By Ian Thomsen
April 01, 2012

BOSTON -- The opening tip hopped in high, slow arcs as Rajon Rondo ran back to meet the ball. He watched it bounce as he settled underneath it. Then he let it bounce off his head.

And that was the story of this game, in hindsight, as he turned to dribble up-court. He was both aggressive and relaxed. He was explosive yet comfortable. There is no player in the league quite like Rondo, who plays with the unpredictable flair of a long-ago time, and his decisive triple-double began with the ball bouncing off his head.

"When I'm healthy," he said after the Celtics' 91-72 clobbering of the Heat, "I feel we can probably beat anybody."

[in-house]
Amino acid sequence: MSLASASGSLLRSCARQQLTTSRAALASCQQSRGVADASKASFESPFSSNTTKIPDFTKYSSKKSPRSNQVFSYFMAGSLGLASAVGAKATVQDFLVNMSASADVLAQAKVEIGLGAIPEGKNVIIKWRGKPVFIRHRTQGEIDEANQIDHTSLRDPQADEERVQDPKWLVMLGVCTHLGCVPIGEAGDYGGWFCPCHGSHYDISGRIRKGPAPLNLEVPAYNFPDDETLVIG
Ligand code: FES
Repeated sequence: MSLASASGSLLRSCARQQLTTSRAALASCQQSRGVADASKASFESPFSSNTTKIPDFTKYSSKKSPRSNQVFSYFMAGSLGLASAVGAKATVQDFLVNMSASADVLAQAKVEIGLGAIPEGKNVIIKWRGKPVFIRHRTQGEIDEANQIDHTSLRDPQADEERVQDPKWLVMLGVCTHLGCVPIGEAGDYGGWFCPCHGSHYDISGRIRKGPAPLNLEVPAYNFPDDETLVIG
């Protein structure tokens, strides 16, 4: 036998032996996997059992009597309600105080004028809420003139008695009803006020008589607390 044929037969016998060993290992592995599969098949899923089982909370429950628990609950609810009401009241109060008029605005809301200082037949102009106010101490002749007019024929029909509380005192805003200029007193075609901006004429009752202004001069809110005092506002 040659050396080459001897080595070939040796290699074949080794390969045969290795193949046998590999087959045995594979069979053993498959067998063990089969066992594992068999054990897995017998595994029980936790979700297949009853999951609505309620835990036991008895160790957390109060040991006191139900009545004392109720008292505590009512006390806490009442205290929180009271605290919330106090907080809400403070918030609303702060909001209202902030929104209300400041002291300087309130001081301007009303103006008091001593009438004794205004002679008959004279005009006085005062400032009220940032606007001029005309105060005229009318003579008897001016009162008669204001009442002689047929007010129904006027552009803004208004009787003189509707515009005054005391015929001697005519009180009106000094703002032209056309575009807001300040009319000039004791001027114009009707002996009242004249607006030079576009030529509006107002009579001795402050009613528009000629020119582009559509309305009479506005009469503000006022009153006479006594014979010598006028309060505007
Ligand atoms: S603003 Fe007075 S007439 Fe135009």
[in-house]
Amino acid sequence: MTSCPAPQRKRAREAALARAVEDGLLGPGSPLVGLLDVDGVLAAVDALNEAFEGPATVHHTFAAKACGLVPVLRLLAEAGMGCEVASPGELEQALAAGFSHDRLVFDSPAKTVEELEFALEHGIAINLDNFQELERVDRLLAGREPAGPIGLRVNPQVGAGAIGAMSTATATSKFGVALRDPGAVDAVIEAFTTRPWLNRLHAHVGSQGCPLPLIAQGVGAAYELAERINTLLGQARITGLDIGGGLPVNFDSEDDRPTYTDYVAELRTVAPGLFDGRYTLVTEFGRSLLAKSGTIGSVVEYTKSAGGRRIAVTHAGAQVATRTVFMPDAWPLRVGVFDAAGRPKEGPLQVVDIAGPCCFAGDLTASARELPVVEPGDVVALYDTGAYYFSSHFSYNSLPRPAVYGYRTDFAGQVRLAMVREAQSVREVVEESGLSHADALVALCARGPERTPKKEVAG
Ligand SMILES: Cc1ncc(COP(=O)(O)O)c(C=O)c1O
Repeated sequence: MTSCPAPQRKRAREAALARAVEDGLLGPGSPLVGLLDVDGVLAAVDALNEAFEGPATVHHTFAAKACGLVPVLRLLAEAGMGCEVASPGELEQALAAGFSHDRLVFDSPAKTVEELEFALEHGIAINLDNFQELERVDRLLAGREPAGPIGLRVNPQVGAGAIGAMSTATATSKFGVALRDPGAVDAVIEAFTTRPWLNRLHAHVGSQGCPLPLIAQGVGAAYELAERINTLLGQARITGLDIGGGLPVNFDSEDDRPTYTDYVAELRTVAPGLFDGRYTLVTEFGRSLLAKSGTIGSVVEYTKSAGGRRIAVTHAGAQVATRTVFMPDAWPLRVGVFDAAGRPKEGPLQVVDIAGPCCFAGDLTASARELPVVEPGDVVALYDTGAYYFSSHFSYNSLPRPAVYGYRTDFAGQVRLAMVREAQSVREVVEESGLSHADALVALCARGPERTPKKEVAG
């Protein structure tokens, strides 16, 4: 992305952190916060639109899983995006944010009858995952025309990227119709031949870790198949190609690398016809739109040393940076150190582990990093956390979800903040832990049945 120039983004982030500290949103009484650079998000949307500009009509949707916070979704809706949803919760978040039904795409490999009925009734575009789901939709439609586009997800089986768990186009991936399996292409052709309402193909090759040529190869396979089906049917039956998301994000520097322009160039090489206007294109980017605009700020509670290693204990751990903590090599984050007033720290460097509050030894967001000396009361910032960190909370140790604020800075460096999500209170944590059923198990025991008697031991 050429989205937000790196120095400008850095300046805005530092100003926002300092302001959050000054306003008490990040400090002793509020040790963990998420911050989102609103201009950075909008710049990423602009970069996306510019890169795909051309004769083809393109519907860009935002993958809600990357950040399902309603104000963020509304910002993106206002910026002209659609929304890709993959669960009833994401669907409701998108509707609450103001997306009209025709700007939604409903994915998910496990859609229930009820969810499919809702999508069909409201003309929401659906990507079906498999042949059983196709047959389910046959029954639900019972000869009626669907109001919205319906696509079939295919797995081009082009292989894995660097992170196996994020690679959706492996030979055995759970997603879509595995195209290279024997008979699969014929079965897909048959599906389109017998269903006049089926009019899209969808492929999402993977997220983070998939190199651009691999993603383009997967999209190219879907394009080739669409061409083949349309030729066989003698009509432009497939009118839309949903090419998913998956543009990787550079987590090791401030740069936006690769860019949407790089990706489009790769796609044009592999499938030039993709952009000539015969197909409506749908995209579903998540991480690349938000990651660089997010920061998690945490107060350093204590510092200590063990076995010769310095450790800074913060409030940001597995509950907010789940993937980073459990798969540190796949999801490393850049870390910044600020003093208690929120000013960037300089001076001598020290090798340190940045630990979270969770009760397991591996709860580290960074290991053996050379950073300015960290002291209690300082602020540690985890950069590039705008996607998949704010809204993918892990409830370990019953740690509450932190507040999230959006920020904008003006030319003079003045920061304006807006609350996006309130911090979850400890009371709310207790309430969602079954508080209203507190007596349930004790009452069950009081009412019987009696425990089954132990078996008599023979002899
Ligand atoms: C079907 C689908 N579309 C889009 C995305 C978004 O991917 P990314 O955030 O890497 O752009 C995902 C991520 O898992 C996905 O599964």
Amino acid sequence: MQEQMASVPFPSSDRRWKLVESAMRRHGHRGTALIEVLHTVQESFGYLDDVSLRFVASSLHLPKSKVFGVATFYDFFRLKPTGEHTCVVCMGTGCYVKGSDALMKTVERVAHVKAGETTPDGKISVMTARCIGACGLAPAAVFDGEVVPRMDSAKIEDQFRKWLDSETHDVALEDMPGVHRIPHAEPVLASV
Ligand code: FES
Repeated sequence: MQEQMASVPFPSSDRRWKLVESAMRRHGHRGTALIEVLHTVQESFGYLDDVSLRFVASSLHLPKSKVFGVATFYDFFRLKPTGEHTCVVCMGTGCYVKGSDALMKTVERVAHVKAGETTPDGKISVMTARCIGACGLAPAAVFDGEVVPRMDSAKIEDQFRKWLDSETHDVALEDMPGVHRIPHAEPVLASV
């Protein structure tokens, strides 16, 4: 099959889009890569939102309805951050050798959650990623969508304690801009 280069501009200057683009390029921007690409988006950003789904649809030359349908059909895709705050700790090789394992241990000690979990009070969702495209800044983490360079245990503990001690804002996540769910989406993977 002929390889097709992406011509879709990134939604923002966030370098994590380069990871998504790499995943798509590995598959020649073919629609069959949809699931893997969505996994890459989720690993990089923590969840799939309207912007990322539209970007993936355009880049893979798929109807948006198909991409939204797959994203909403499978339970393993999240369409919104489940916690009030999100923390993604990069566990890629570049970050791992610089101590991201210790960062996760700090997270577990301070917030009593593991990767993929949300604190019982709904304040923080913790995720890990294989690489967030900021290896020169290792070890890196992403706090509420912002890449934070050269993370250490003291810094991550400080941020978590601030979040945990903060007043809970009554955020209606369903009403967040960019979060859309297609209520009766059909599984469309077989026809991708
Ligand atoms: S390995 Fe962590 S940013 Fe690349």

On a Sunday afternoon, when Rondo had 16 points (on 7-of-13 shooting), 14 assists (with two turnovers) and 11 rebounds for his fifth triple-double of the season, it recalled the events of last May, when the Celtics believed they could have and should have upset the favored Heat until Rondo's left elbow was hyperextended in Game 3 of their second-round series. This was his first healthy game against them here since that painful night 11 months ago, and he was doing what he had wanted to do in that lost series. He was pushing the ball relentlessly and waving his teammates alongside him. He was talking on defense and attacking always. In a game of All-Stars and future Hall-of-Famers, he was once again the best player on the floor.